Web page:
So many great college football players exhausted their eligibility in 2013, and far too many standout underclassmen have declared their intentions to enter the NFL draft.
But even with such a massive talent exodus, there are more than enough stars remaining in college to ensure we'll get yet another amazing season in 2014.
It's the cyclical nature of the college game: players leave, and new ones take their place. And with freshmen becoming more and more relied upon as key contributors—resulting in first-year players snagging the last two Heisman trophies—it is almost as if each year produces a better set of superstars than the year before.
And 2014 shouldn't be any exception.
While a lot can happen between now and the first games in late August, here's our way-too-early list of the top 25 college football players for the 2014 season.
Did you happen to notice that all those old jokes related to Florida State's historic kicking woes—wide right!—didn't get much traction in 2013?
Yeah, that's because of Roberto Aguayo, who made 21-of-22 field goals (including both tries in the BCS National Championship Game) and all 94 extra-point attempts as a redshirt freshman. His efforts earned him the Lou Groza Award as the nation's top place-kicker, the third Seminole to win that award.
Aguayo was so effective and reliable, his 157 points were nearly as many as the 170 the Seminoles allowed in their 14 games.
Here's the only two things you need to know about Temple from the 2013 football season:
- The Owls were not good, going just 2-10.
- Tyler Matakevich was really good.
Matakevich, a sophomore, registered a whopping 105 solo tackles in 12 games for Temple. Not only was that the most in FBS in 2013, it was more than 1.5 tackles per game better than anyone else in the country.
Myles Jack became that rare specimen in 2013 when, due to injuries depleting the rushing lineup, UCLA put the true freshman linebacker in as a running back in an early-November game at Arizona.
Jack carried the ball six times for 120 yards and a long touchdown, and for the next few games was starring for the Bruins on both sides of the ball. By the end of the season he'd earned the Pac-12 Conference's offensive and defensive freshman of the year awards.
UCLA's backfield should be healthier in 2014, meaning Jack can focus on filling the void left by standout 'backer Anthony Barr. But coach Jim Mora can take solace in knowing that, in a pinch, he can slide Jack in on offense and get some quality carries.
College freshmen who aren't the most highly recruited players will look for any opportunity possible to make a name for themselves that first year.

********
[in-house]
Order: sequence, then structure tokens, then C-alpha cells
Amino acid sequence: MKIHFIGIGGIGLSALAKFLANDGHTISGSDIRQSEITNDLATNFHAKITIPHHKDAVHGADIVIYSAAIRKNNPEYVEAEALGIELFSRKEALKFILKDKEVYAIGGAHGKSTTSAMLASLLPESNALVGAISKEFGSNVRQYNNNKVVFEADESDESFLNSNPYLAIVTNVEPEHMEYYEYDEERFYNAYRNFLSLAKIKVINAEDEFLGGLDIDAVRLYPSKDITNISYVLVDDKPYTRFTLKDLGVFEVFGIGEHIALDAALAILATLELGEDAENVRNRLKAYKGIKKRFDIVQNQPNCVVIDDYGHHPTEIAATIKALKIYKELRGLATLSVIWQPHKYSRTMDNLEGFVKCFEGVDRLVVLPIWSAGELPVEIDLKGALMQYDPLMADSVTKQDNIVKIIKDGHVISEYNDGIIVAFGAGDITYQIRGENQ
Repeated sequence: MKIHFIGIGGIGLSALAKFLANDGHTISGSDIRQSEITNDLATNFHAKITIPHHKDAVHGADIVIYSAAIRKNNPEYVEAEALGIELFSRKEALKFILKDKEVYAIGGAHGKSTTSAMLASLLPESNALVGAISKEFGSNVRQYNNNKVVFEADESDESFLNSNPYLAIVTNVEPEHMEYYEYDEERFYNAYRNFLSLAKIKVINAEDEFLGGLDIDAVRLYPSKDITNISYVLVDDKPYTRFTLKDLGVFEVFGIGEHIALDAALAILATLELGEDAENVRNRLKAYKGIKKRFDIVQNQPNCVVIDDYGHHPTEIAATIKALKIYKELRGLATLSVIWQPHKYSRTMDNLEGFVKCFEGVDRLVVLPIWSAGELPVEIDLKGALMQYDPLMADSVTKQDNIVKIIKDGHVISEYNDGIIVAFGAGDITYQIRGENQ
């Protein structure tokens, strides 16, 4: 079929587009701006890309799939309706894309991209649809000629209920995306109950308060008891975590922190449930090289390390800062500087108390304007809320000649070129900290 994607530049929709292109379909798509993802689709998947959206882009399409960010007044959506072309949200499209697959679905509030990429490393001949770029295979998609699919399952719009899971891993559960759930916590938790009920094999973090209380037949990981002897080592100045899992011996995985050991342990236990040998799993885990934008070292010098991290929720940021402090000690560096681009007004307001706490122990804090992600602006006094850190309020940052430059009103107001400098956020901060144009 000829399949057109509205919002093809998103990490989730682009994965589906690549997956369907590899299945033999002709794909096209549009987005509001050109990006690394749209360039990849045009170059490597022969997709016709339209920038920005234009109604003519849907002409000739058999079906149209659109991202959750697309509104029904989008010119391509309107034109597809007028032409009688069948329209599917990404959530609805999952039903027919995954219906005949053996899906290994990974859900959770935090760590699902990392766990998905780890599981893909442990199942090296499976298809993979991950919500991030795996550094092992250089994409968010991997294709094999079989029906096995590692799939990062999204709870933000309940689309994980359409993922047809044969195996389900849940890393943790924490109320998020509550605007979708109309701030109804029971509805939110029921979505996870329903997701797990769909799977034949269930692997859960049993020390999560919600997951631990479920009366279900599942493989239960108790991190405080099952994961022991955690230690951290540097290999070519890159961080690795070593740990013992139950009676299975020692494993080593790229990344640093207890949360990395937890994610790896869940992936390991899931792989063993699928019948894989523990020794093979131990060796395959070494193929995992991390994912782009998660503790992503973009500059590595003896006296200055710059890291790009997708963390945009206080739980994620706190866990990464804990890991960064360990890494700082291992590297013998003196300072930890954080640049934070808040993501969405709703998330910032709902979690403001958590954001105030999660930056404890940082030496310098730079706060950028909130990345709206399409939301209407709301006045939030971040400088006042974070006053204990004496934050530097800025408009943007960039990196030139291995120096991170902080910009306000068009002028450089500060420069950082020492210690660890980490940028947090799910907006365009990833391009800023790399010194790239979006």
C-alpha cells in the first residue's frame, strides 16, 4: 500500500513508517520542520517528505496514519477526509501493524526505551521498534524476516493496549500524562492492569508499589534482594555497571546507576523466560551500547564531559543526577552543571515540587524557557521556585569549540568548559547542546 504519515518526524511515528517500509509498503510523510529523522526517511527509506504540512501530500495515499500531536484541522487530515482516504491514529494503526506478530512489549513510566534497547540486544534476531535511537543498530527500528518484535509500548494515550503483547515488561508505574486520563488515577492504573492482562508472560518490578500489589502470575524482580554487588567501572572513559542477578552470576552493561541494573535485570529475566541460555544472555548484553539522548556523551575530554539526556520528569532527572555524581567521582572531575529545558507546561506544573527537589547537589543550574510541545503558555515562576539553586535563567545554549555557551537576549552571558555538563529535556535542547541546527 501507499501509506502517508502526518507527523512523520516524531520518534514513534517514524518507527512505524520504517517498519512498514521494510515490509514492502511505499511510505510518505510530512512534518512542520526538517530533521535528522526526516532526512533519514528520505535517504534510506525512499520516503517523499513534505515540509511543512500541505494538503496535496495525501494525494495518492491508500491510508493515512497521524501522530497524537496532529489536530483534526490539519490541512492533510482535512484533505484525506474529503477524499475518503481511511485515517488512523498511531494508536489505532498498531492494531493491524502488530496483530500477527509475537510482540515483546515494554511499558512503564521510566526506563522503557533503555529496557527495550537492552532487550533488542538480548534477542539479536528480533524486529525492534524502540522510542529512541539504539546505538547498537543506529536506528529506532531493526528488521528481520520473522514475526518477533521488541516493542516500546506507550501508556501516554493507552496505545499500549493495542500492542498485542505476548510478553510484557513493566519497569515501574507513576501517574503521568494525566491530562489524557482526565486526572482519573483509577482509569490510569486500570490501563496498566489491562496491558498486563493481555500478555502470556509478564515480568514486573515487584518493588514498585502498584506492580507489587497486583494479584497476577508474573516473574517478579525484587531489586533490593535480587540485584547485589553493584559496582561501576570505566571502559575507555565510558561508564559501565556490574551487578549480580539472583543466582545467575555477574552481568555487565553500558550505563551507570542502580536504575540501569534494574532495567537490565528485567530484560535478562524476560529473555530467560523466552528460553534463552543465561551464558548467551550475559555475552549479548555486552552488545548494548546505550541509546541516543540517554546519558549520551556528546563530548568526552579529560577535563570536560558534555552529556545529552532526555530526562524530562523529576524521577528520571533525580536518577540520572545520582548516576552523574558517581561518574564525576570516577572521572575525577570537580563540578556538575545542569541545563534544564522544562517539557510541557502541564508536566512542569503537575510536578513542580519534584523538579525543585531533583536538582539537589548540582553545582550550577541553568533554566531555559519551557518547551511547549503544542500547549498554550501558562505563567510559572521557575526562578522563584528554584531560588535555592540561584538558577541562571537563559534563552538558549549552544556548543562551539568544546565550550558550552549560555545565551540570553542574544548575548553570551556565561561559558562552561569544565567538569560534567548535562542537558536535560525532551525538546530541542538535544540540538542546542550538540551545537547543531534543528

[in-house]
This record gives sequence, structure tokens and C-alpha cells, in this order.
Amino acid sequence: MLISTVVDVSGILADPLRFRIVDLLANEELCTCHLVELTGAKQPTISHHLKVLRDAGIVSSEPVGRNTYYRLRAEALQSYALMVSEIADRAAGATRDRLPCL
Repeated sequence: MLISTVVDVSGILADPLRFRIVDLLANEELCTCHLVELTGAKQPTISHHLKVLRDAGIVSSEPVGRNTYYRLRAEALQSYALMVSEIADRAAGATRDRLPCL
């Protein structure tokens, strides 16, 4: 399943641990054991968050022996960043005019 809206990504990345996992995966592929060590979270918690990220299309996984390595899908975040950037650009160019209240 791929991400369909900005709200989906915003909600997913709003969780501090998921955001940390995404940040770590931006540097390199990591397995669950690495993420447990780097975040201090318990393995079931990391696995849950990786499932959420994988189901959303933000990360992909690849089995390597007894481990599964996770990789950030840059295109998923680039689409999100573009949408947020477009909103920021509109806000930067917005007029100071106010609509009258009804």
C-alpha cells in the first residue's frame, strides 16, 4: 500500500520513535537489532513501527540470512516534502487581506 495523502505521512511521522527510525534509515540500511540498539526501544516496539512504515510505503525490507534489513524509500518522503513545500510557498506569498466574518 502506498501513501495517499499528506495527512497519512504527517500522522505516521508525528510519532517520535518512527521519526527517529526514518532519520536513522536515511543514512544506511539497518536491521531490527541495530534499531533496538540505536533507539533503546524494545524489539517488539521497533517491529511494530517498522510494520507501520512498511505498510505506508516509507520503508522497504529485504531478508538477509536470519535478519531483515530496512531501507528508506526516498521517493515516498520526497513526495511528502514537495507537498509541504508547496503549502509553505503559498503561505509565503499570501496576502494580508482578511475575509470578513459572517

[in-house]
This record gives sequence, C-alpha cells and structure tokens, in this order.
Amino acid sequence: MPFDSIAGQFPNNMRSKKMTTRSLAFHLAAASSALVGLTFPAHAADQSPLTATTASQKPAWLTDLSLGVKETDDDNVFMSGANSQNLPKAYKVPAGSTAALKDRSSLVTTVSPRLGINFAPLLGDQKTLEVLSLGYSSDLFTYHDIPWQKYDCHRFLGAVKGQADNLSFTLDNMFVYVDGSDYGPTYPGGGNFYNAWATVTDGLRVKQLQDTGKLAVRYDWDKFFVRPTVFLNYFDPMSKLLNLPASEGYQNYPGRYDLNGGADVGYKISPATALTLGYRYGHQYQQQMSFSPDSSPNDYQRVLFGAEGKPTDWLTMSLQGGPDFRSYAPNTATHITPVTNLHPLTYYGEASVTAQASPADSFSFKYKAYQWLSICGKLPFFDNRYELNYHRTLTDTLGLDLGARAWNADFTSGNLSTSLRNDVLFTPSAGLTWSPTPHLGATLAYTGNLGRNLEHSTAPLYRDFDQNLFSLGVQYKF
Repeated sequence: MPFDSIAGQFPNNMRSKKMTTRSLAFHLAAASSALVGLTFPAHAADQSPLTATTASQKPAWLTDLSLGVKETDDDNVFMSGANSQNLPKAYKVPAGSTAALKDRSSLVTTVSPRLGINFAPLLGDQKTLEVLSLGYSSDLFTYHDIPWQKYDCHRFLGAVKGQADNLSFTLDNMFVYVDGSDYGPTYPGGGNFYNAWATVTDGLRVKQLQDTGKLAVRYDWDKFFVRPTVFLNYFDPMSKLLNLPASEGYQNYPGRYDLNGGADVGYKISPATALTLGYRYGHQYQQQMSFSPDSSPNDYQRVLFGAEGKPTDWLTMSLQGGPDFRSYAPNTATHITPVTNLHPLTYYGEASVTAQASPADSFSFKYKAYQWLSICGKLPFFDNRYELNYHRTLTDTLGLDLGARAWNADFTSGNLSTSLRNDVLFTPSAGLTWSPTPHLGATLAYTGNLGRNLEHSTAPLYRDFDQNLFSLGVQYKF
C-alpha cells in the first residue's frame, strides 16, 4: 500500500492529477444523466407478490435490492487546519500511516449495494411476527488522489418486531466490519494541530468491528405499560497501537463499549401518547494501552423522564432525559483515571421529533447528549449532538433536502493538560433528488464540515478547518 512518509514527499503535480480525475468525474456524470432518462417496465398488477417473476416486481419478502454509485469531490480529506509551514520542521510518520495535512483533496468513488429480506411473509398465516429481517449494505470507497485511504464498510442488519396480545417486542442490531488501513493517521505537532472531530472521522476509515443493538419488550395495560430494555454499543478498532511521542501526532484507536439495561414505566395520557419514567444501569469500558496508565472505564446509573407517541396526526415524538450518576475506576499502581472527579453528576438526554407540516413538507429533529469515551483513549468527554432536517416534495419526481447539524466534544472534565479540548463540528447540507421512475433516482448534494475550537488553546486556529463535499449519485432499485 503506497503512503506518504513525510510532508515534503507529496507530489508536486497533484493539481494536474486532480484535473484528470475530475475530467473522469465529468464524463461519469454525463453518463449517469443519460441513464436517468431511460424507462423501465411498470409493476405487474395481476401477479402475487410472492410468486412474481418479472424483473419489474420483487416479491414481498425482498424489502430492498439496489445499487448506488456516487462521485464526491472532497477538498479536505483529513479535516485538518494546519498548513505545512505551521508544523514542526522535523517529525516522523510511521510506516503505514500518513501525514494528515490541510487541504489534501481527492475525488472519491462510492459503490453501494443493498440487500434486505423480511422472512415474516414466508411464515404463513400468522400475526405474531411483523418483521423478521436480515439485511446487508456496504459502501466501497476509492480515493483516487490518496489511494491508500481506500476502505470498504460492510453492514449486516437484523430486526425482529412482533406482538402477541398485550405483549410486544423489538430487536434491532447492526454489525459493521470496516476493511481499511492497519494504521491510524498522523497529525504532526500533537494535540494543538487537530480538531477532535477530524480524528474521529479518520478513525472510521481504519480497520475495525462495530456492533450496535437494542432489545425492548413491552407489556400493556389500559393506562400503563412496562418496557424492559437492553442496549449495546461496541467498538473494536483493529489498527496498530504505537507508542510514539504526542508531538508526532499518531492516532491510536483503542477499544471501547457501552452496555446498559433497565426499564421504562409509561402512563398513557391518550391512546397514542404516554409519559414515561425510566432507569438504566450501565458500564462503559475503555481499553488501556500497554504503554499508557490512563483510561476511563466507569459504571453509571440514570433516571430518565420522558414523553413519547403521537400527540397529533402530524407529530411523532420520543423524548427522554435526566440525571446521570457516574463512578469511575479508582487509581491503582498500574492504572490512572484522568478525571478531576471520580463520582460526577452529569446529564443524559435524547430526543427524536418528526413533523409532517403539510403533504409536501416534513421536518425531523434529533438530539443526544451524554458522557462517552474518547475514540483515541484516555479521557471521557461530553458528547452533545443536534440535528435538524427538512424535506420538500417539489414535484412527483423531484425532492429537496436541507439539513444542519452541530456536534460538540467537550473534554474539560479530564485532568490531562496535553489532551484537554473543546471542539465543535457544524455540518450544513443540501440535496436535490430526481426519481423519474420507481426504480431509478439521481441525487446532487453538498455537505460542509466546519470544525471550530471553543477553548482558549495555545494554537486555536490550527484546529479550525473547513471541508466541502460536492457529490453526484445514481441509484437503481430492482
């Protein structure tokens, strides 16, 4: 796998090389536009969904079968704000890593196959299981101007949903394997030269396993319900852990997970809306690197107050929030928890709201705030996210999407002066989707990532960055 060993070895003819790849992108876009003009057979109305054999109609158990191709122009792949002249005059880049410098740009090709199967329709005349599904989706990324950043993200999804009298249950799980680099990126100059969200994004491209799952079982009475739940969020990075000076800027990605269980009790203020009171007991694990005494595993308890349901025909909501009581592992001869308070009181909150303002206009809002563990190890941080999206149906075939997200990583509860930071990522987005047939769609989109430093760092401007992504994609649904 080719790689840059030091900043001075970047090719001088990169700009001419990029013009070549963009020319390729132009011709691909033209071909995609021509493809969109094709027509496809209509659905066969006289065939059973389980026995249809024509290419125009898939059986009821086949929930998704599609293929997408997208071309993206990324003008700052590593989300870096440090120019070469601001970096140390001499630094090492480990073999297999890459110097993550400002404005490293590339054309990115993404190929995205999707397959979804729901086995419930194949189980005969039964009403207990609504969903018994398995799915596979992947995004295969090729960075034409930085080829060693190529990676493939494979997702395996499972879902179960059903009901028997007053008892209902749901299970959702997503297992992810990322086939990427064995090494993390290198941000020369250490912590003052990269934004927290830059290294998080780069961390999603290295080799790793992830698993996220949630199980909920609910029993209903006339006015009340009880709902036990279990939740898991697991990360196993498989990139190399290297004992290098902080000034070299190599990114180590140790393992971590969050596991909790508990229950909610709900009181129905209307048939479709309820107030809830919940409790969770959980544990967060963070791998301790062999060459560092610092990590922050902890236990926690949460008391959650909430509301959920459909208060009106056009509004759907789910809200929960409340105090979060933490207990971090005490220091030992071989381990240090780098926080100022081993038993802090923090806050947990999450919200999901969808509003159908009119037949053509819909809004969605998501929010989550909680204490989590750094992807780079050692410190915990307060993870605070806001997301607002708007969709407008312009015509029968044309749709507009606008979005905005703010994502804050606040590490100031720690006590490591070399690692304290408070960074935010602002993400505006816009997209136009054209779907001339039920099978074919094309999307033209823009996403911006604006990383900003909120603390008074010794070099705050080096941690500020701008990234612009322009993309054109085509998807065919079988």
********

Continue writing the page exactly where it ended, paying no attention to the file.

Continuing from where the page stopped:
Though Ryan Switzer was rated at 3 stars and was listed as the top player from West Virginia, according to 247sports.com, he came into preseason camp low on North Carolina's depth chart. Yet by the end of 2013 he was arguably the most dangerous return man in the country.
Switzer tied the FBS record for punt returns for touchdown in a season with five, including one in the Tar Heels' bowl win over Cincinnati.
He has at least two seasons to surpass the career FBS mark of eight, shared by Wes Welker of Texas Tech and Antonio Perkins of Oklahoma.
The U.S. Naval Academy doesn't really recruit like Army and Air Force, it takes what it can get, which usually means relatively athletic players who have more to think about than their pro prospects.
Yet every now and then a hidden gem is uncovered, as is the case with Navy quarterback Keenan Reynolds. Since taking over as the starter midway through his freshman year, Reynolds has emerged as far more than the average, run-of-the-mill option QB.
As a sophomore in 2013, he tied for the FBS lead in rushing touchdowns with 31—including a quarterback-record seven in a triple-overtime win at San Jose State Reynolds—rushed for 1,346 yards while also throwing for 1,057 yards and eight touchdowns for the Midshipmen, who remain the top service academy in terms of football.
Reynolds will get some nice opportunities to show his skills off in high-profile games in 2014, facing Ohio State in the opener in Baltimore and later meeting Notre Dame in Washington, D.C.
Before Lane Kiffin was fired by USC midway through the 2013 season, Javorius Allen was just another 4-star recruit who didn't get much playing time thanks to the Trojans' overabundance of blue-chip players.
But after Ed Orgeron took over at interim coach, the redshirt sophomore Allen got his chance to get the ball and ran with it. Quite a bit, actually: he had 29 carries through USC's first eight games, then ran it 106 times for 648 yards and 12 touchdowns over the final six contests.
Steve Sarkisian had himself a workhorse at Washington in Bishop Sankey, and at 6'1" and 215 pounds, Allen could be Sark's next featured back now that he's taken over the USC program.
The worst season for Florida Gators football in more than 30 years still managed to produce at least one beacon of hope for the future, that being the play of true freshman Vernon Hargreaves III.
The 5'11" cornerback had three interceptions and 11 pass breakups in 2013, earning him a spot on the SEC's all-conference team, the only freshman to earn that honor.
With fellow Gator corners Loucheiz Purifoy and Marcus Roberson leaving early for the NFL, it will be Hargreaves' job to blanket the many top wideouts Florida will face in 2014.
With Duke Johnson carrying the ball, Miami (Fla.) was near the top of the rankings in 2013. But once the sophomore broke his leg in the Hurricanes' loss to Florida State in early November, ending his season, it was all downhill for The U.
Johnson had gained 920 yards and six touchdowns in his seven-plus games of action, nearly matching his output from a solid freshman season. Those numbers projected to close to 1,700 rushing yards over a full year.